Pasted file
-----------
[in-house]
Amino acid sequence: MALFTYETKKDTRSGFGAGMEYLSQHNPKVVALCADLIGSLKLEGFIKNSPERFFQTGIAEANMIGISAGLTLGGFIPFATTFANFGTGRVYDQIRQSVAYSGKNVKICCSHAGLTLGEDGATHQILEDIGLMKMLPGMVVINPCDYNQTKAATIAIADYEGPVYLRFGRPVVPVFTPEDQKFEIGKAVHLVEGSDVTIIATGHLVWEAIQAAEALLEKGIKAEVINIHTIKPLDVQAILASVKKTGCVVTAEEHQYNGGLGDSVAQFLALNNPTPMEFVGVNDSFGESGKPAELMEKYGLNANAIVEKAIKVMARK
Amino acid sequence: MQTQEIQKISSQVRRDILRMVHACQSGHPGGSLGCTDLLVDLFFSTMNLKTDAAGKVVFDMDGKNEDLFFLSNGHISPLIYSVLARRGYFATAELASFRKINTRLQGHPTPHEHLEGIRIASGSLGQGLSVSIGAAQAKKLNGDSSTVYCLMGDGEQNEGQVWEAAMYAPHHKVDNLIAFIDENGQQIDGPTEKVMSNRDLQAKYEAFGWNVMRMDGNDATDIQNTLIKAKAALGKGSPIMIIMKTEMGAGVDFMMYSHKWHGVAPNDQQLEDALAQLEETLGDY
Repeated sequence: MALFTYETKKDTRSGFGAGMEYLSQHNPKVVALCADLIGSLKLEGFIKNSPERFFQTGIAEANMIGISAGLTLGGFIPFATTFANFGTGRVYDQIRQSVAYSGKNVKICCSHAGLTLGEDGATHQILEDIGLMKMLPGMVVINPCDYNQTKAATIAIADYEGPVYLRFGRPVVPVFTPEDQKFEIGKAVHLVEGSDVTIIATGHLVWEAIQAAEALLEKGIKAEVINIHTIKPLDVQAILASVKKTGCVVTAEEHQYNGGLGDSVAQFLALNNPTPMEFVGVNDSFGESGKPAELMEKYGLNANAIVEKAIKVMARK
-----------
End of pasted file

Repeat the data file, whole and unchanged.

[in-house]
Amino acid sequence: MALFTYETKKDTRSGFGAGMEYLSQHNPKVVALCADLIGSLKLEGFIKNSPERFFQTGIAEANMIGISAGLTLGGFIPFATTFANFGTGRVYDQIRQSVAYSGKNVKICCSHAGLTLGEDGATHQILEDIGLMKMLPGMVVINPCDYNQTKAATIAIADYEGPVYLRFGRPVVPVFTPEDQKFEIGKAVHLVEGSDVTIIATGHLVWEAIQAAEALLEKGIKAEVINIHTIKPLDVQAILASVKKTGCVVTAEEHQYNGGLGDSVAQFLALNNPTPMEFVGVNDSFGESGKPAELMEKYGLNANAIVEKAIKVMARK
Amino acid sequence: MQTQEIQKISSQVRRDILRMVHACQSGHPGGSLGCTDLLVDLFFSTMNLKTDAAGKVVFDMDGKNEDLFFLSNGHISPLIYSVLARRGYFATAELASFRKINTRLQGHPTPHEHLEGIRIASGSLGQGLSVSIGAAQAKKLNGDSSTVYCLMGDGEQNEGQVWEAAMYAPHHKVDNLIAFIDENGQQIDGPTEKVMSNRDLQAKYEAFGWNVMRMDGNDATDIQNTLIKAKAALGKGSPIMIIMKTEMGAGVDFMMYSHKWHGVAPNDQQLEDALAQLEETLGDY
Repeated sequence: MALFTYETKKDTRSGFGAGMEYLSQHNPKVVALCADLIGSLKLEGFIKNSPERFFQTGIAEANMIGISAGLTLGGFIPFATTFANFGTGRVYDQIRQSVAYSGKNVKICCSHAGLTLGEDGATHQILEDIGLMKMLPGMVVINPCDYNQTKAATIAIADYEGPVYLRFGRPVVPVFTPEDQKFEIGKAVHLVEGSDVTIIATGHLVWEAIQAAEALLEKGIKAEVINIHTIKPLDVQAILASVKKTGCVVTAEEHQYNGGLGDSVAQFLALNNPTPMEFVGVNDSFGESGKPAELMEKYGLNANAIVEKAIKVMARK